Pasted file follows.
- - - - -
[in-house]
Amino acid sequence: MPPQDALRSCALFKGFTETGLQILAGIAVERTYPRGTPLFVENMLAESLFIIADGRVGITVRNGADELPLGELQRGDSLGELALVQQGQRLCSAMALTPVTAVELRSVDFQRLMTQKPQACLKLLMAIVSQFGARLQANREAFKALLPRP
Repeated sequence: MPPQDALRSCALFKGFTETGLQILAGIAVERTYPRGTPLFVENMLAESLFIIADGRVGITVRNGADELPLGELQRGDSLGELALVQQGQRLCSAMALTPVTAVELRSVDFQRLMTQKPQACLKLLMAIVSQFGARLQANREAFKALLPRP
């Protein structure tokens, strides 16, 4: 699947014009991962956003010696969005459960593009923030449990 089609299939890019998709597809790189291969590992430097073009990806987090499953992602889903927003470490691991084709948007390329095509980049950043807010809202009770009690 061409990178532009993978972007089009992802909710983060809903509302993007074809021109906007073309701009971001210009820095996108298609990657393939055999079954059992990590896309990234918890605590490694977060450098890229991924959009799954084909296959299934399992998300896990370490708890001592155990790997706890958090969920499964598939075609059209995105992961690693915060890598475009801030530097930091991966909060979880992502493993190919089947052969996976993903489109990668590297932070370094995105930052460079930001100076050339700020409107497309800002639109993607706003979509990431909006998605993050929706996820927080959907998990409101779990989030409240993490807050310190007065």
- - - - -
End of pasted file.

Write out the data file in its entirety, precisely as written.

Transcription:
[in-house]
Amino acid sequence: MPPQDALRSCALFKGFTETGLQILAGIAVERTYPRGTPLFVENMLAESLFIIADGRVGITVRNGADELPLGELQRGDSLGELALVQQGQRLCSAMALTPVTAVELRSVDFQRLMTQKPQACLKLLMAIVSQFGARLQANREAFKALLPRP
Repeated sequence: MPPQDALRSCALFKGFTETGLQILAGIAVERTYPRGTPLFVENMLAESLFIIADGRVGITVRNGADELPLGELQRGDSLGELALVQQGQRLCSAMALTPVTAVELRSVDFQRLMTQKPQACLKLLMAIVSQFGARLQANREAFKALLPRP
């Protein structure tokens, strides 16, 4: 699947014009991962956003010696969005459960593009923030449990 089609299939890019998709597809790189291969590992430097073009990806987090499953992602889903927003470490691991084709948007390329095509980049950043807010809202009770009690 061409990178532009993978972007089009992802909710983060809903509302993007074809021109906007073309701009971001210009820095996108298609990657393939055999079954059992990590896309990234918890605590490694977060450098890229991924959009799954084909296959299934399992998300896990370490708890001592155990790997706890958090969920499964598939075609059209995105992961690693915060890598475009801030530097930091991966909060979880992502493993190919089947052969996976993903489109990668590297932070370094995105930052460079930001100076050339700020409107497309800002639109993607706003979509990431909006998605993050929706996820927080959907998990409101779990989030409240993490807050310190007065």